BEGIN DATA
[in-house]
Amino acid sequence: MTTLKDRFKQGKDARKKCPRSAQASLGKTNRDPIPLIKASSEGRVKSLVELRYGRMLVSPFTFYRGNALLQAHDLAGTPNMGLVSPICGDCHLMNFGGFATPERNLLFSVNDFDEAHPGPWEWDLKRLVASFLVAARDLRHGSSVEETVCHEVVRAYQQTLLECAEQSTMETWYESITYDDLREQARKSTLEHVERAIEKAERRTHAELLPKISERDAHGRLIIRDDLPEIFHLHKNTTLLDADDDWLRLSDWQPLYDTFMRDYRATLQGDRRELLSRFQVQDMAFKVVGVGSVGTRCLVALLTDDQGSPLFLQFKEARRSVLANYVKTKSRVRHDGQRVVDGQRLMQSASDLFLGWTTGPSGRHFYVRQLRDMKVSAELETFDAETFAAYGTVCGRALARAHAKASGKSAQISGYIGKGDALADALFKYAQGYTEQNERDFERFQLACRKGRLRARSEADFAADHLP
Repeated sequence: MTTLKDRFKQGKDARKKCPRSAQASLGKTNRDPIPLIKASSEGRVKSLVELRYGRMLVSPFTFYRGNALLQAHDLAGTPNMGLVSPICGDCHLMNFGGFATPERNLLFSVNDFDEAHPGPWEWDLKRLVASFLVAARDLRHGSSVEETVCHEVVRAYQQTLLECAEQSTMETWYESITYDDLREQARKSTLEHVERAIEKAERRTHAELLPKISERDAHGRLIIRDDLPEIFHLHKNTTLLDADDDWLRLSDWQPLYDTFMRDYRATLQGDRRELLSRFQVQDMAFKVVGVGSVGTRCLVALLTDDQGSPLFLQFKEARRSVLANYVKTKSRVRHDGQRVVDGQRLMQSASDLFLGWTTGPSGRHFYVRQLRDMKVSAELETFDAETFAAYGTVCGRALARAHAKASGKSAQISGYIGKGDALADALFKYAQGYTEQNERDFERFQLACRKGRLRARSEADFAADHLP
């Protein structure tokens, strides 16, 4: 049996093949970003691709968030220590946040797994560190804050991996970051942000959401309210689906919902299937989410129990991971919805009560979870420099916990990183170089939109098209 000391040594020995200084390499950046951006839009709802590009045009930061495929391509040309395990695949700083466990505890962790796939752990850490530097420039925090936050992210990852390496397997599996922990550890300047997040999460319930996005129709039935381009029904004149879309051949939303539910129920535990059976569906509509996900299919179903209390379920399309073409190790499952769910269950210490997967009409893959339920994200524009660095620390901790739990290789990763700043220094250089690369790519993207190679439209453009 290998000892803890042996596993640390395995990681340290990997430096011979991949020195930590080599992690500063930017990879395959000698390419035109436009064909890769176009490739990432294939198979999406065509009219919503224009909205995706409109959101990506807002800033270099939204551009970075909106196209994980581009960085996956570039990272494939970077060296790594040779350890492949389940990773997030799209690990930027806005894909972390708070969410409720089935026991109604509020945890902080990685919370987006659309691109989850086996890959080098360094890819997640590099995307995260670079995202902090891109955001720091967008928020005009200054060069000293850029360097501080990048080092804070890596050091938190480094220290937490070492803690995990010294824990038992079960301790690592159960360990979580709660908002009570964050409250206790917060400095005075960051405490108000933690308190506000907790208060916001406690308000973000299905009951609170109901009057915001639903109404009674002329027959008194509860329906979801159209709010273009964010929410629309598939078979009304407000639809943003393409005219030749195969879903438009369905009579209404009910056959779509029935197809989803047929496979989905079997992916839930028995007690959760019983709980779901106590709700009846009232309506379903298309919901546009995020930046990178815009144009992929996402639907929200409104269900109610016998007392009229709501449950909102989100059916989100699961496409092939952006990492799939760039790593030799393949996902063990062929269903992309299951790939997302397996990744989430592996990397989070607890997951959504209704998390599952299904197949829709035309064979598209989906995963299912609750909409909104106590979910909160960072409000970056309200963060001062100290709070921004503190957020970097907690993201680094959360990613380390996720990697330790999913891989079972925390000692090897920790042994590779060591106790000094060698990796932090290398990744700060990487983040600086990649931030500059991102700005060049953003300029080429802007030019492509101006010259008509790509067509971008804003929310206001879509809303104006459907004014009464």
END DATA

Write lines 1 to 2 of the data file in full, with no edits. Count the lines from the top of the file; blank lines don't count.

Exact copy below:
[in-house]
Amino acid sequence: MTTLKDRFKQGKDARKKCPRSAQASLGKTNRDPIPLIKASSEGRVKSLVELRYGRMLVSPFTFYRGNALLQAHDLAGTPNMGLVSPICGDCHLMNFGGFATPERNLLFSVNDFDEAHPGPWEWDLKRLVASFLVAARDLRHGSSVEETVCHEVVRAYQQTLLECAEQSTMETWYESITYDDLREQARKSTLEHVERAIEKAERRTHAELLPKISERDAHGRLIIRDDLPEIFHLHKNTTLLDADDDWLRLSDWQPLYDTFMRDYRATLQGDRRELLSRFQVQDMAFKVVGVGSVGTRCLVALLTDDQGSPLFLQFKEARRSVLANYVKTKSRVRHDGQRVVDGQRLMQSASDLFLGWTTGPSGRHFYVRQLRDMKVSAELETFDAETFAAYGTVCGRALARAHAKASGKSAQISGYIGKGDALADALFKYAQGYTEQNERDFERFQLACRKGRLRARSEADFAADHLP